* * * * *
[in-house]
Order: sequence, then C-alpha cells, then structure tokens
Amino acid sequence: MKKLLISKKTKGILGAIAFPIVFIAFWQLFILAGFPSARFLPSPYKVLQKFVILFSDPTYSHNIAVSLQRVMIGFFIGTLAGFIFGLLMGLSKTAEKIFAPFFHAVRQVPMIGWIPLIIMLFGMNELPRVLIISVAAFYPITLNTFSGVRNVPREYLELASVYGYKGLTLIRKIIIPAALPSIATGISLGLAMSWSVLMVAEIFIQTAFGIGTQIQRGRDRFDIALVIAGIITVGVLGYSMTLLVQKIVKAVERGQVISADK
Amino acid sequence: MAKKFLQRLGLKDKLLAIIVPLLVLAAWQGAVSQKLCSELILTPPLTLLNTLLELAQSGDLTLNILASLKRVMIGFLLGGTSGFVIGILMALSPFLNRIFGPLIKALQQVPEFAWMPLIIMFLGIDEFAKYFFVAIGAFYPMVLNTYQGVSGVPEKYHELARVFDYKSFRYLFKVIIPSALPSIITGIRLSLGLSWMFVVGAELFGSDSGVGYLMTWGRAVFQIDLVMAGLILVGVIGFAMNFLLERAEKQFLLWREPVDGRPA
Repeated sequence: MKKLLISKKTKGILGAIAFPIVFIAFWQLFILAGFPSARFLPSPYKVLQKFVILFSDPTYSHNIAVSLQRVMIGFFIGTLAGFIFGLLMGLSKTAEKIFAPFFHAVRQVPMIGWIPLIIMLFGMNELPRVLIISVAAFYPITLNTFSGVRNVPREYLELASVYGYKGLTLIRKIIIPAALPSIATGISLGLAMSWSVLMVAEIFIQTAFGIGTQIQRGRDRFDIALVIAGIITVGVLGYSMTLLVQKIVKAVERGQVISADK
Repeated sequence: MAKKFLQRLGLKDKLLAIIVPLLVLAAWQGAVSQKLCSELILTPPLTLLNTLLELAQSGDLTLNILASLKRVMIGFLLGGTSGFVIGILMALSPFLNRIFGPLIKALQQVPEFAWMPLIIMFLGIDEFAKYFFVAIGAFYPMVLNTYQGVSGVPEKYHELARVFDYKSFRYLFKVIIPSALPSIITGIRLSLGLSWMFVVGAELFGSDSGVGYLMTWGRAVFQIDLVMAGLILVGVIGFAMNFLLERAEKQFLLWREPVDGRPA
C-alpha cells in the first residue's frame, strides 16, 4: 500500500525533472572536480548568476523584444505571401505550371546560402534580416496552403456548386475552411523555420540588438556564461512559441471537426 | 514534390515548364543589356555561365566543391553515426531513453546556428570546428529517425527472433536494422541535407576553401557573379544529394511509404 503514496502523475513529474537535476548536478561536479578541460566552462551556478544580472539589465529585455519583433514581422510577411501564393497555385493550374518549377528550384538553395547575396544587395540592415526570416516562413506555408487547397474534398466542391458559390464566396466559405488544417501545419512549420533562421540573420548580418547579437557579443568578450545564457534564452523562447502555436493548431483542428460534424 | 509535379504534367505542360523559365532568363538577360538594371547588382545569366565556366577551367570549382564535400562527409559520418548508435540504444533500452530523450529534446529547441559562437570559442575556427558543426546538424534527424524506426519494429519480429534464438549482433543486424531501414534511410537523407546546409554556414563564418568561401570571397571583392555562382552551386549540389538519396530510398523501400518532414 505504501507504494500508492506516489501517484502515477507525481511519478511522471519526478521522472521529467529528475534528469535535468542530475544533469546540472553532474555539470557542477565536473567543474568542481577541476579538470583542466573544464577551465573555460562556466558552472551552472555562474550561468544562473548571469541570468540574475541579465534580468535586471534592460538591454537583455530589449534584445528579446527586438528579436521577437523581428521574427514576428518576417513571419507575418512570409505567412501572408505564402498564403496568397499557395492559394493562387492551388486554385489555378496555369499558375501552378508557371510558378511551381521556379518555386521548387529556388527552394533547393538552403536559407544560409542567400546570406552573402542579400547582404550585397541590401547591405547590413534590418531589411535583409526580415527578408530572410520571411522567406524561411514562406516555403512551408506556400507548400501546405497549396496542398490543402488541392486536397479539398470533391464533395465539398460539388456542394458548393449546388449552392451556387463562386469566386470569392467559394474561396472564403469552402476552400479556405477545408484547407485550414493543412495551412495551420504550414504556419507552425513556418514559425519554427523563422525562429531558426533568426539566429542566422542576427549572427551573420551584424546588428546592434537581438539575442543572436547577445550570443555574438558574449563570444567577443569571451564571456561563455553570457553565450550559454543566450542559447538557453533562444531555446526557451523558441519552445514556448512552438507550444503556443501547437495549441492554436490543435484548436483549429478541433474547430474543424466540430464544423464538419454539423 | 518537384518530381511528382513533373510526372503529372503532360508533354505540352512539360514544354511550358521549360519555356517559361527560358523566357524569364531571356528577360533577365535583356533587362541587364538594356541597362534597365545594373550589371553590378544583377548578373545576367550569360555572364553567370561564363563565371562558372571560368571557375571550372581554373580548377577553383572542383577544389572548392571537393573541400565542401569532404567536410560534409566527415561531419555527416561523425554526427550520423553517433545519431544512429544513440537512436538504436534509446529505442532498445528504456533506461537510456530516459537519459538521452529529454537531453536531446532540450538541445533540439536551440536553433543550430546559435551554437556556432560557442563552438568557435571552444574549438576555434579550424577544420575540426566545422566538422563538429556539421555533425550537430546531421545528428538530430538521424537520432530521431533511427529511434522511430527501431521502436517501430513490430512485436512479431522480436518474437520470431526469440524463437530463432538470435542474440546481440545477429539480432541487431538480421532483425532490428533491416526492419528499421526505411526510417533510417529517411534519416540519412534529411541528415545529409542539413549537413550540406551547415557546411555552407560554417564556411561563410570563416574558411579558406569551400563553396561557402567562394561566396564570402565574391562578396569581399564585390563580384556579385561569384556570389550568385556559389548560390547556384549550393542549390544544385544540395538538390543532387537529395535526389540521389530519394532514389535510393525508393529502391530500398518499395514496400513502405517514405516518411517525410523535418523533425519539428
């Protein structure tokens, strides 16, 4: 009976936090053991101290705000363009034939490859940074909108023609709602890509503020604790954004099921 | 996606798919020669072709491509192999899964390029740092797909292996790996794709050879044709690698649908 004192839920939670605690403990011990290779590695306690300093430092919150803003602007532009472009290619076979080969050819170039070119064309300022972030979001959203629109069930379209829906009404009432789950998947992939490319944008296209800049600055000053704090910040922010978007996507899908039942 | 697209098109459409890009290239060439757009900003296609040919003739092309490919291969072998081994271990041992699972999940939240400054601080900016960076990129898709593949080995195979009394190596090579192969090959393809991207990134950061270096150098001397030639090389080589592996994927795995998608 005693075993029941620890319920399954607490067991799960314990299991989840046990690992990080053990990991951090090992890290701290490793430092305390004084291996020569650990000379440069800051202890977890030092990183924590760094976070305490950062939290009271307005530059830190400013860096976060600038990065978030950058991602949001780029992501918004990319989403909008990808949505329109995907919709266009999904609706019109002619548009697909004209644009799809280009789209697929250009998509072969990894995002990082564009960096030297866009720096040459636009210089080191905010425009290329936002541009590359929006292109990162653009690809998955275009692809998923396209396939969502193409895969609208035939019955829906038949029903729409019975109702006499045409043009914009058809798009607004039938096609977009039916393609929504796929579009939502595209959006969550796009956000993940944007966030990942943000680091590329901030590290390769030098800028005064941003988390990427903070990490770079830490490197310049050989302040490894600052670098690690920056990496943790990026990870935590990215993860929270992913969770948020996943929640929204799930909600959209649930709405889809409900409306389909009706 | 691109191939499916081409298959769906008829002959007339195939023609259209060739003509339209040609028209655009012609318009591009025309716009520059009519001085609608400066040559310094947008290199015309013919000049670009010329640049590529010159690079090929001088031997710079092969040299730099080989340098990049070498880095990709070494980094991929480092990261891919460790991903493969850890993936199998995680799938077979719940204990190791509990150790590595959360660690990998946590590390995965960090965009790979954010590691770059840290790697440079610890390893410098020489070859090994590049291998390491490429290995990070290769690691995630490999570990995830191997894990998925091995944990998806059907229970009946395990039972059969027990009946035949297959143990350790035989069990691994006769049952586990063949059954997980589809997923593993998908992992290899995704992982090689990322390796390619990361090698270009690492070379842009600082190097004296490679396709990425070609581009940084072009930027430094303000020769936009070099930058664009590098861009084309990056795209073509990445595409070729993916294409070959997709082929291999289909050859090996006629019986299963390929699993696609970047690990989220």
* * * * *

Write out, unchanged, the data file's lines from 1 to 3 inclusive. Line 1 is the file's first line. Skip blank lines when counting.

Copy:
[in-house]
Order: sequence, then C-alpha cells, then structure tokens
Amino acid sequence: MKKLLISKKTKGILGAIAFPIVFIAFWQLFILAGFPSARFLPSPYKVLQKFVILFSDPTYSHNIAVSLQRVMIGFFIGTLAGFIFGLLMGLSKTAEKIFAPFFHAVRQVPMIGWIPLIIMLFGMNELPRVLIISVAAFYPITLNTFSGVRNVPREYLELASVYGYKGLTLIRKIIIPAALPSIATGISLGLAMSWSVLMVAEIFIQTAFGIGTQIQRGRDRFDIALVIAGIITVGVLGYSMTLLVQKIVKAVERGQVISADK